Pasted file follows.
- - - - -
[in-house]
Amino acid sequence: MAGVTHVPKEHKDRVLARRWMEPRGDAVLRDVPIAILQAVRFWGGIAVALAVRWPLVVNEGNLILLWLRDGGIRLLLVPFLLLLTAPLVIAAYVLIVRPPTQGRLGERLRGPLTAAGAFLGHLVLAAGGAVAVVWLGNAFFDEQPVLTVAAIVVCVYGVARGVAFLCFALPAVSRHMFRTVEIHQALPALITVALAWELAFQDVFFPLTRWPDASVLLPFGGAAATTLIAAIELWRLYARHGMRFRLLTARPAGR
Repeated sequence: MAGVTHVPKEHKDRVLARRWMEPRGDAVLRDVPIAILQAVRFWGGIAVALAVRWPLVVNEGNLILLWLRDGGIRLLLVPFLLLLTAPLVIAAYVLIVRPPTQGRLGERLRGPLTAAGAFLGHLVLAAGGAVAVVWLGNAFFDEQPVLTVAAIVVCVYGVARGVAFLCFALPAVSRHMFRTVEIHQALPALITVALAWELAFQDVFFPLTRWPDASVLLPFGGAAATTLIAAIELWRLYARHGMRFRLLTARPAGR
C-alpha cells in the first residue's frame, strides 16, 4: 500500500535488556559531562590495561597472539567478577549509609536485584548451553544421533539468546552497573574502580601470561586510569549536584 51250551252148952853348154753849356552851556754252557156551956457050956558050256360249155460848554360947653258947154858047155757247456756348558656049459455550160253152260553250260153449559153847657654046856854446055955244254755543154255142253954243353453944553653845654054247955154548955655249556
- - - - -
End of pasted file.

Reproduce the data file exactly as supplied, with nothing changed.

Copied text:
[in-house]
Amino acid sequence: MAGVTHVPKEHKDRVLARRWMEPRGDAVLRDVPIAILQAVRFWGGIAVALAVRWPLVVNEGNLILLWLRDGGIRLLLVPFLLLLTAPLVIAAYVLIVRPPTQGRLGERLRGPLTAAGAFLGHLVLAAGGAVAVVWLGNAFFDEQPVLTVAAIVVCVYGVARGVAFLCFALPAVSRHMFRTVEIHQALPALITVALAWELAFQDVFFPLTRWPDASVLLPFGGAAATTLIAAIELWRLYARHGMRFRLLTARPAGR
Repeated sequence: MAGVTHVPKEHKDRVLARRWMEPRGDAVLRDVPIAILQAVRFWGGIAVALAVRWPLVVNEGNLILLWLRDGGIRLLLVPFLLLLTAPLVIAAYVLIVRPPTQGRLGERLRGPLTAAGAFLGHLVLAAGGAVAVVWLGNAFFDEQPVLTVAAIVVCVYGVARGVAFLCFALPAVSRHMFRTVEIHQALPALITVALAWELAFQDVFFPLTRWPDASVLLPFGGAAATTLIAAIELWRLYARHGMRFRLLTARPAGR
C-alpha cells in the first residue's frame, strides 16, 4: 500500500535488556559531562590495561597472539567478577549509609536485584548451553544421533539468546552497573574502580601470561586510569549536584 51250551252148952853348154753849356552851556754252557156551956457050956558050256360249155460848554360947653258947154858047155757247456756348558656049459455550160253152260553250260153449559153847657654046856854446055955244254755543154255142253954243353453944553653845654054247955154548955655249556